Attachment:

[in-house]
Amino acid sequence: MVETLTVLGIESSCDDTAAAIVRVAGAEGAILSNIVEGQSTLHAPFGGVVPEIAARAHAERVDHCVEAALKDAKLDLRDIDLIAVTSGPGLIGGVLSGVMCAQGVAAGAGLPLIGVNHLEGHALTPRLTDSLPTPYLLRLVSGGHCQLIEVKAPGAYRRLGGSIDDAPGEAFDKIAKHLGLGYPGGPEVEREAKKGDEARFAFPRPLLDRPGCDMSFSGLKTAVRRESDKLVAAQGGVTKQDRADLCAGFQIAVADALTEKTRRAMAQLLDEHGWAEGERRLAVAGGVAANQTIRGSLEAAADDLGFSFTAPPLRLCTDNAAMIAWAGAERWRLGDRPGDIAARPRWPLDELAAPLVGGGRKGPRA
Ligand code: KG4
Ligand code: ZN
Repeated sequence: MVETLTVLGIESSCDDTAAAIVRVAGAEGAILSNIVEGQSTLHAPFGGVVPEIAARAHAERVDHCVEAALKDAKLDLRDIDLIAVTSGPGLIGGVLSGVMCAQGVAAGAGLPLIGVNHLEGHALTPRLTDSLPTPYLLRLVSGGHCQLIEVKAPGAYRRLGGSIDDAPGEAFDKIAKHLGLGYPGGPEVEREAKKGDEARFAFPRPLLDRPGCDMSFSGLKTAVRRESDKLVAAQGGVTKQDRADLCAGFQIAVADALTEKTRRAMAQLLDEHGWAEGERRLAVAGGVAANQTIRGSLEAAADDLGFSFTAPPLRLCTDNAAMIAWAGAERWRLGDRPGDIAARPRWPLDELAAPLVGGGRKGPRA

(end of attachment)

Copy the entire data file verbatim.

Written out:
[in-house]
Amino acid sequence: MVETLTVLGIESSCDDTAAAIVRVAGAEGAILSNIVEGQSTLHAPFGGVVPEIAARAHAERVDHCVEAALKDAKLDLRDIDLIAVTSGPGLIGGVLSGVMCAQGVAAGAGLPLIGVNHLEGHALTPRLTDSLPTPYLLRLVSGGHCQLIEVKAPGAYRRLGGSIDDAPGEAFDKIAKHLGLGYPGGPEVEREAKKGDEARFAFPRPLLDRPGCDMSFSGLKTAVRRESDKLVAAQGGVTKQDRADLCAGFQIAVADALTEKTRRAMAQLLDEHGWAEGERRLAVAGGVAANQTIRGSLEAAADDLGFSFTAPPLRLCTDNAAMIAWAGAERWRLGDRPGDIAARPRWPLDELAAPLVGGGRKGPRA
Ligand code: KG4
Ligand code: ZN
Repeated sequence: MVETLTVLGIESSCDDTAAAIVRVAGAEGAILSNIVEGQSTLHAPFGGVVPEIAARAHAERVDHCVEAALKDAKLDLRDIDLIAVTSGPGLIGGVLSGVMCAQGVAAGAGLPLIGVNHLEGHALTPRLTDSLPTPYLLRLVSGGHCQLIEVKAPGAYRRLGGSIDDAPGEAFDKIAKHLGLGYPGGPEVEREAKKGDEARFAFPRPLLDRPGCDMSFSGLKTAVRRESDKLVAAQGGVTKQDRADLCAGFQIAVADALTEKTRRAMAQLLDEHGWAEGERRLAVAGGVAANQTIRGSLEAAADDLGFSFTAPPLRLCTDNAAMIAWAGAERWRLGDRPGDIAARPRWPLDELAAPLVGGGRKGPRA